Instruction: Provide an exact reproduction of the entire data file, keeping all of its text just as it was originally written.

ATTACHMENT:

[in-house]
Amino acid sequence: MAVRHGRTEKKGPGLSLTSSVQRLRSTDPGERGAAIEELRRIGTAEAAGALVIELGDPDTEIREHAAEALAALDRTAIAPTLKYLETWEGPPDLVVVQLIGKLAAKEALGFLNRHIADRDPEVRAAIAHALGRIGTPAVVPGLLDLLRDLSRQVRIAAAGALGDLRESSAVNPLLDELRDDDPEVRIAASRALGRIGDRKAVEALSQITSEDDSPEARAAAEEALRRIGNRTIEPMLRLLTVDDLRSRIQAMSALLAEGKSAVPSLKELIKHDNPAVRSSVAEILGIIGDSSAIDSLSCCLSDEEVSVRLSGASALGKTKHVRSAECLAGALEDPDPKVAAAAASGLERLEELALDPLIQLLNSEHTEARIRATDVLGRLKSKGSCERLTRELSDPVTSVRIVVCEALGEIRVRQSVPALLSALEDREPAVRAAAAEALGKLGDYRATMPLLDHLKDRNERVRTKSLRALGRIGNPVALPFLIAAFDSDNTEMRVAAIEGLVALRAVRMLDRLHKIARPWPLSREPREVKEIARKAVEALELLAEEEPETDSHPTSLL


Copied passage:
[in-house]
Amino acid sequence: MAVRHGRTEKKGPGLSLTSSVQRLRSTDPGERGAAIEELRRIGTAEAAGALVIELGDPDTEIREHAAEALAALDRTAIAPTLKYLETWEGPPDLVVVQLIGKLAAKEALGFLNRHIADRDPEVRAAIAHALGRIGTPAVVPGLLDLLRDLSRQVRIAAAGALGDLRESSAVNPLLDELRDDDPEVRIAASRALGRIGDRKAVEALSQITSEDDSPEARAAAEEALRRIGNRTIEPMLRLLTVDDLRSRIQAMSALLAEGKSAVPSLKELIKHDNPAVRSSVAEILGIIGDSSAIDSLSCCLSDEEVSVRLSGASALGKTKHVRSAECLAGALEDPDPKVAAAAASGLERLEELALDPLIQLLNSEHTEARIRATDVLGRLKSKGSCERLTRELSDPVTSVRIVVCEALGEIRVRQSVPALLSALEDREPAVRAAAAEALGKLGDYRATMPLLDHLKDRNERVRTKSLRALGRIGNPVALPFLIAAFDSDNTEMRVAAIEGLVALRAVRMLDRLHKIARPWPLSREPREVKEIARKAVEALELLAEEEPETDSHPTSLL